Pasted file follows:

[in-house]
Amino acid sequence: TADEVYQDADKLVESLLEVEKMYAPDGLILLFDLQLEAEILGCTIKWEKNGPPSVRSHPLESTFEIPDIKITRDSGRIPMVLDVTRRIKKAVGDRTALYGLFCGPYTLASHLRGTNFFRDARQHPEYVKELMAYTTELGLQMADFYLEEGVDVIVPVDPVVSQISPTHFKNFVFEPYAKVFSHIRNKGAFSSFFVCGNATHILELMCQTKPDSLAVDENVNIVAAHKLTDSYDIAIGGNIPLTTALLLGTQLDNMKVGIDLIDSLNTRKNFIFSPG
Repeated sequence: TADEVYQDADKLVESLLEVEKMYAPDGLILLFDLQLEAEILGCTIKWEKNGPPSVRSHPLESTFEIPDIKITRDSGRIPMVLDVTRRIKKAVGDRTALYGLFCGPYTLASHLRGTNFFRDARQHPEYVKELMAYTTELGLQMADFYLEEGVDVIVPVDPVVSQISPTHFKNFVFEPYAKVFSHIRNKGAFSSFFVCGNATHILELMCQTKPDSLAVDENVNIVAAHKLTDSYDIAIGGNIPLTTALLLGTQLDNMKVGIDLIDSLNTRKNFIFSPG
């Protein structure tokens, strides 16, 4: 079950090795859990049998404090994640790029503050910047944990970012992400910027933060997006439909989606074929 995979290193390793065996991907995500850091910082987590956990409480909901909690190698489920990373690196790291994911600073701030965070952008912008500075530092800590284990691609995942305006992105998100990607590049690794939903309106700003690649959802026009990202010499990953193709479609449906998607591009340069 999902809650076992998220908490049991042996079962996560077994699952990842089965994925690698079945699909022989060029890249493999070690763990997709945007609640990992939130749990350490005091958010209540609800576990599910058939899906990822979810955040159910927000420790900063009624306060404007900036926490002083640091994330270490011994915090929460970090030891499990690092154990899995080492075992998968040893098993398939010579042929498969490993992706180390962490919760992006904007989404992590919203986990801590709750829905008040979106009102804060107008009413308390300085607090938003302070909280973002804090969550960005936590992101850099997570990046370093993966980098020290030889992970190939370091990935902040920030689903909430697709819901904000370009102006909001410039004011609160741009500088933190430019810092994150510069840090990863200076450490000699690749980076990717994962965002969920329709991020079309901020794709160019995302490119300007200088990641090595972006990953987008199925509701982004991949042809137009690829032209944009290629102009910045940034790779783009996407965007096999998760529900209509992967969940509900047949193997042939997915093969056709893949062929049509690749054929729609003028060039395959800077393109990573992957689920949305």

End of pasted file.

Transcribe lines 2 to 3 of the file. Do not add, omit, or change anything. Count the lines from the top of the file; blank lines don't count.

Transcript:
Amino acid sequence: TADEVYQDADKLVESLLEVEKMYAPDGLILLFDLQLEAEILGCTIKWEKNGPPSVRSHPLESTFEIPDIKITRDSGRIPMVLDVTRRIKKAVGDRTALYGLFCGPYTLASHLRGTNFFRDARQHPEYVKELMAYTTELGLQMADFYLEEGVDVIVPVDPVVSQISPTHFKNFVFEPYAKVFSHIRNKGAFSSFFVCGNATHILELMCQTKPDSLAVDENVNIVAAHKLTDSYDIAIGGNIPLTTALLLGTQLDNMKVGIDLIDSLNTRKNFIFSPG
Repeated sequence: TADEVYQDADKLVESLLEVEKMYAPDGLILLFDLQLEAEILGCTIKWEKNGPPSVRSHPLESTFEIPDIKITRDSGRIPMVLDVTRRIKKAVGDRTALYGLFCGPYTLASHLRGTNFFRDARQHPEYVKELMAYTTELGLQMADFYLEEGVDVIVPVDPVVSQISPTHFKNFVFEPYAKVFSHIRNKGAFSSFFVCGNATHILELMCQTKPDSLAVDENVNIVAAHKLTDSYDIAIGGNIPLTTALLLGTQLDNMKVGIDLIDSLNTRKNFIFSPG